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Why You Won’t Find Me Wearing “Wifey” Merch After My Wedding – British Vogue

1 minute, 55 seconds Read

Nothing is certain in life, besides death, taxes, and the fact you will never find me wearing “wifey” merch before or after my forthcoming wedding. As a soon-to-be-bride, the thought of wearing any kind of relationship-inspired attire brings me out in hives. While other recently-engaged women seem to throw themselves headfirst into their newfound bride-to-be identity, something about the whole thing has left me feeling nauseous.

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So, you can imagine my reaction when I saw newlywed Millie Bobby Brown’s honeymoon photos on Instagram. Having recently tied the knot with Jake Bongiovi (son of Jon Bon Jovi) at the tender age of 20, Brown showcased some new “wifey”-emblazoned denim shorts and a white cap (worn backwards), with the heave-inducing slogan “WIFE OF THE PARTY” across the front.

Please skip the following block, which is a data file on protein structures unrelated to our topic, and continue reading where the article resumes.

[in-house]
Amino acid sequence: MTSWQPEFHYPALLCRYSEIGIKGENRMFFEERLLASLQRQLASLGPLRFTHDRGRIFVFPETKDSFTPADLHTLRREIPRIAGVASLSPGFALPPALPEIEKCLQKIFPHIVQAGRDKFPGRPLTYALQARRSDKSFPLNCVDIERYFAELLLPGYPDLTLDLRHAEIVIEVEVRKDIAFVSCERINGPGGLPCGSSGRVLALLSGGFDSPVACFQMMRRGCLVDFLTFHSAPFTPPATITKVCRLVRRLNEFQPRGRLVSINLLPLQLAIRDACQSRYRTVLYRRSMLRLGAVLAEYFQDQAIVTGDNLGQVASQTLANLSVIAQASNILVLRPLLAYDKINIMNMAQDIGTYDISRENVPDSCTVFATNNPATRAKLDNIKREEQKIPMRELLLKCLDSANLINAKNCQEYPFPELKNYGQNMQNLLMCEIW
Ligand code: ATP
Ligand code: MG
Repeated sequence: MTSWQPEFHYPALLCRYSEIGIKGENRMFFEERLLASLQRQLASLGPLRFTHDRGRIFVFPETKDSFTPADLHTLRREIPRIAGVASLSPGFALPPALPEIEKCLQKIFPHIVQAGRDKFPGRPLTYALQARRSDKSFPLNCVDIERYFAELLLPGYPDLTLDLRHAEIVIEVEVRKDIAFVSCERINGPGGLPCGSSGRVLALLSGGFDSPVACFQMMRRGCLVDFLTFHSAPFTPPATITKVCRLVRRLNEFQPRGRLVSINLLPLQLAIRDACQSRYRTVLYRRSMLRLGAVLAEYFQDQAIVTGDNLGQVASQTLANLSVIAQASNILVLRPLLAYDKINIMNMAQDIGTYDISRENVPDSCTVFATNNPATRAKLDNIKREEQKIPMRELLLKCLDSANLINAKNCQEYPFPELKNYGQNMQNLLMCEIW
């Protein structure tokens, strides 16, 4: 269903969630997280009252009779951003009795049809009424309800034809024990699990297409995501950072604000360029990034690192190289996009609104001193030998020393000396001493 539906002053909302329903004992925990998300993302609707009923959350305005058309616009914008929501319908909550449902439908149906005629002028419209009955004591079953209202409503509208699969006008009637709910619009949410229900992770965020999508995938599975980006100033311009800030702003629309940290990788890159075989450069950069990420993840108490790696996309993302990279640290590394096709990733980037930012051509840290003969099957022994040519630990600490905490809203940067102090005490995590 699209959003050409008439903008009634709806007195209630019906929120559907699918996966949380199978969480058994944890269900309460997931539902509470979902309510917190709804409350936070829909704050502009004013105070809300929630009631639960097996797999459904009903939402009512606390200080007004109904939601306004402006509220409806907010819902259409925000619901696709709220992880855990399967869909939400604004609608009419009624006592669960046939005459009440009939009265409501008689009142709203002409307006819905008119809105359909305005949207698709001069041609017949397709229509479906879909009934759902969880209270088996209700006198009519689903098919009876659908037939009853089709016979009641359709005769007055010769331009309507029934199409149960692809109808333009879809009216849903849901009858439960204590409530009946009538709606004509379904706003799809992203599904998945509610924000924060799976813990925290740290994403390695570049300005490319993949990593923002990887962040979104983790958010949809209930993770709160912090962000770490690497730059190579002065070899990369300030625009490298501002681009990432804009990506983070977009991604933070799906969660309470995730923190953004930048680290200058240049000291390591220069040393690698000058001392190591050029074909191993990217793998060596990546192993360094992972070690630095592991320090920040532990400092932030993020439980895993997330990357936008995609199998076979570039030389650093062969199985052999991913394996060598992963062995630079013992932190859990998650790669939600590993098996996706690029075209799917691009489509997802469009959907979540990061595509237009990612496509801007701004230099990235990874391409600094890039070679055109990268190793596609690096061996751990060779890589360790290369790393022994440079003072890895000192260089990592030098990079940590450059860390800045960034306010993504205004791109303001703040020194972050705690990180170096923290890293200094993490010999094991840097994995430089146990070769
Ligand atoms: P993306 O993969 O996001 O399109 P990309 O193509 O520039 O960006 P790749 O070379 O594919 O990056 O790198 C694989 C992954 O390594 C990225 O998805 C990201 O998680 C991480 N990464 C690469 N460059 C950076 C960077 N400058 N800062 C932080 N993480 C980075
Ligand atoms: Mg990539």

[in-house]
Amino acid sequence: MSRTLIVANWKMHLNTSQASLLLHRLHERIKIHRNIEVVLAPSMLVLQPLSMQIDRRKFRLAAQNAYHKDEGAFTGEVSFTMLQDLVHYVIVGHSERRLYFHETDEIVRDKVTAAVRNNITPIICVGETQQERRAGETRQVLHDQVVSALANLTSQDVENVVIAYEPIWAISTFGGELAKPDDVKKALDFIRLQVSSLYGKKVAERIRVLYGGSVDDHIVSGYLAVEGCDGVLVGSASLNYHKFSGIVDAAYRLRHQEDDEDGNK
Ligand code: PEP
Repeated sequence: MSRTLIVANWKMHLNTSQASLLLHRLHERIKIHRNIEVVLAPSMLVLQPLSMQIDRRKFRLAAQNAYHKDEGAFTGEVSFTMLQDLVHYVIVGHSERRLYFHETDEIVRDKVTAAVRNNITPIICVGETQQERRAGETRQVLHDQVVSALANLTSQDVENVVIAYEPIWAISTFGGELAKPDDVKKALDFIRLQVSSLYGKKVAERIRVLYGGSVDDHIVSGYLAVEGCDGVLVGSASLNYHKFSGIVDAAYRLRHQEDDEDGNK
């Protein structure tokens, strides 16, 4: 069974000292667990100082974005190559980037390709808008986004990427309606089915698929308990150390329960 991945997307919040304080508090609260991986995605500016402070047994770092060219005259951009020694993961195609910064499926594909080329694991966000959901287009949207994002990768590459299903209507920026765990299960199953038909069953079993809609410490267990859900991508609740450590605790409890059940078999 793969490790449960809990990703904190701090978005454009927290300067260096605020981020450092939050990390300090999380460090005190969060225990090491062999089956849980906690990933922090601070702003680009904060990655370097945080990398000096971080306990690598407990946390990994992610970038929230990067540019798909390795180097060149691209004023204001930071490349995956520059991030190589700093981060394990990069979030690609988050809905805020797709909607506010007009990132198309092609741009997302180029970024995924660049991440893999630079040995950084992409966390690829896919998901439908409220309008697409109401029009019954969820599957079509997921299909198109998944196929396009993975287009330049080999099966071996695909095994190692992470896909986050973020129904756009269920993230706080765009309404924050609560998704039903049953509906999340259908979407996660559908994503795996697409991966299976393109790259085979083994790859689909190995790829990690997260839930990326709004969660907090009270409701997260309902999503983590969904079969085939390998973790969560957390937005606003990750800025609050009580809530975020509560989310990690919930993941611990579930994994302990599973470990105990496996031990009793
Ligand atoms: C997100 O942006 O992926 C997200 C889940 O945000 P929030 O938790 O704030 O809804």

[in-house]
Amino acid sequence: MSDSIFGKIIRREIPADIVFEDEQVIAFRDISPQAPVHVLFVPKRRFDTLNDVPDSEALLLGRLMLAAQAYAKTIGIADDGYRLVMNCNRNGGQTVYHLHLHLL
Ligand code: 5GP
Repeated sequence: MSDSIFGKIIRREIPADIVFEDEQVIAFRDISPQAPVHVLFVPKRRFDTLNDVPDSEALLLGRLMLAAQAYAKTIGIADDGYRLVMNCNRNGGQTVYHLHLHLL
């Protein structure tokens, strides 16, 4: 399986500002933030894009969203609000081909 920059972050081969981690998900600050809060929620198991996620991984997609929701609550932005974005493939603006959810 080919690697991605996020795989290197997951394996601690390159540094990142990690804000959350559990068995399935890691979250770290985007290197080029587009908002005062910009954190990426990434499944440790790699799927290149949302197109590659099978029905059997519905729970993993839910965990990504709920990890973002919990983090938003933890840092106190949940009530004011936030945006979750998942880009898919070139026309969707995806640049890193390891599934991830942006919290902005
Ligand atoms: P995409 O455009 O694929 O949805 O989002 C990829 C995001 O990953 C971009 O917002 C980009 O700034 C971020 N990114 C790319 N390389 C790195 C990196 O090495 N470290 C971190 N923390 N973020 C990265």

Now, I’m not here to shatter anyone’s newlywed bliss – and the fact that these two wealthy young celebs appear to be spending their honeymoon at Universal Studios is another article entirely – but, why? Why is being married an identity that a woman (not least one who is an accomplished actress) needs to shout about? I don’t see her groom wearing a “hubby” tee, and likewise I don’t see brands churning out novelty bags, shoes or swimwear to men making the trip down the aisle.

Of course, it’s only women (although many now choose not to) who change their name after getting married, a tradition that dates back to the 15th century – back when a woman was considered her new husband’s legal property. Which says it all, really. The simple fact is that women are still being sold this trad wife-adjacent dream: secure the man, get the ring, buy the big white dress and everything will be perfect. Your kitchen will be clean and you will smile all the time!

The matching “bride tribe” pyjamas (silky, white and with marabou feather trim, you know the ones), and that miserable Etsy font are all over Instagram – we see the bridal trappings on those we follow and then seek to emulate it all, perhaps viewing it as some form of self-improvement. It works well for the wedding industry, which sells us – at extortionate prices – everything we “need” for the Perfect Big Day.

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